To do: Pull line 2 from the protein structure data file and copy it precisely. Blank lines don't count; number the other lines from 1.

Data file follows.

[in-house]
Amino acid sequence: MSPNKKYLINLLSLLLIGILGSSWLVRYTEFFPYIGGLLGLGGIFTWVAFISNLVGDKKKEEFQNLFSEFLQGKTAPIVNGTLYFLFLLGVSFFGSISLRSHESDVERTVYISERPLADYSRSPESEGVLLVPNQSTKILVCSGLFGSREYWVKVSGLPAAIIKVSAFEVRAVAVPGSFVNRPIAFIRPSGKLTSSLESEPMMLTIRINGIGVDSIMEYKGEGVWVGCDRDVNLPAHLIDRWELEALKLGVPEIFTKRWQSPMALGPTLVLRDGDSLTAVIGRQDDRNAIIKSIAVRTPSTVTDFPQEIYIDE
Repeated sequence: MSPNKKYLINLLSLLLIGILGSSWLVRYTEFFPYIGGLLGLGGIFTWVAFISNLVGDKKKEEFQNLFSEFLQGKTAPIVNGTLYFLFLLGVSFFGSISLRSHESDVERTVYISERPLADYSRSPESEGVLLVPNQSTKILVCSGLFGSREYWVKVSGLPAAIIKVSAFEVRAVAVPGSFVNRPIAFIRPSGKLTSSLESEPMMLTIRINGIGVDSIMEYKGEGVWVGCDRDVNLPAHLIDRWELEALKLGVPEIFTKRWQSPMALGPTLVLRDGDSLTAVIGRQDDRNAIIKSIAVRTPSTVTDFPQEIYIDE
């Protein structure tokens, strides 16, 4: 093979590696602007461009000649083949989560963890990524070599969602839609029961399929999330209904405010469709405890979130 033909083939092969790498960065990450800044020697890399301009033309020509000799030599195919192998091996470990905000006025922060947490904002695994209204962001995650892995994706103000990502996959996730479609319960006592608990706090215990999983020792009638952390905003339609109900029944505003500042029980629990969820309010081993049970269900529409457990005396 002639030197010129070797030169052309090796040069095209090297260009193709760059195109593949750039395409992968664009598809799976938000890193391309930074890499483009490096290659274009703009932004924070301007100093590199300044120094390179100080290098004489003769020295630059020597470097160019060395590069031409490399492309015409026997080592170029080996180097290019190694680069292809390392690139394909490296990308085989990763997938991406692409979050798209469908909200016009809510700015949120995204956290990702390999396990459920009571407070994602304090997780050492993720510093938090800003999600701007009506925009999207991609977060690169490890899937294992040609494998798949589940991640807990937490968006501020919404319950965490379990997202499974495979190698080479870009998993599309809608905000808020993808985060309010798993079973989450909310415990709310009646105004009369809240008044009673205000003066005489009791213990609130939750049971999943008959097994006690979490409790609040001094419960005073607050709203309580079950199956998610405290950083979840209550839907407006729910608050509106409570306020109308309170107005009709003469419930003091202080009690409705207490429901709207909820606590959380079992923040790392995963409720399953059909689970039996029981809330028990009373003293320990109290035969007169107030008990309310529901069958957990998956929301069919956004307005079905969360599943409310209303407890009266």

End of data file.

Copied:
Amino acid sequence: MSPNKKYLINLLSLLLIGILGSSWLVRYTEFFPYIGGLLGLGGIFTWVAFISNLVGDKKKEEFQNLFSEFLQGKTAPIVNGTLYFLFLLGVSFFGSISLRSHESDVERTVYISERPLADYSRSPESEGVLLVPNQSTKILVCSGLFGSREYWVKVSGLPAAIIKVSAFEVRAVAVPGSFVNRPIAFIRPSGKLTSSLESEPMMLTIRINGIGVDSIMEYKGEGVWVGCDRDVNLPAHLIDRWELEALKLGVPEIFTKRWQSPMALGPTLVLRDGDSLTAVIGRQDDRNAIIKSIAVRTPSTVTDFPQEIYIDE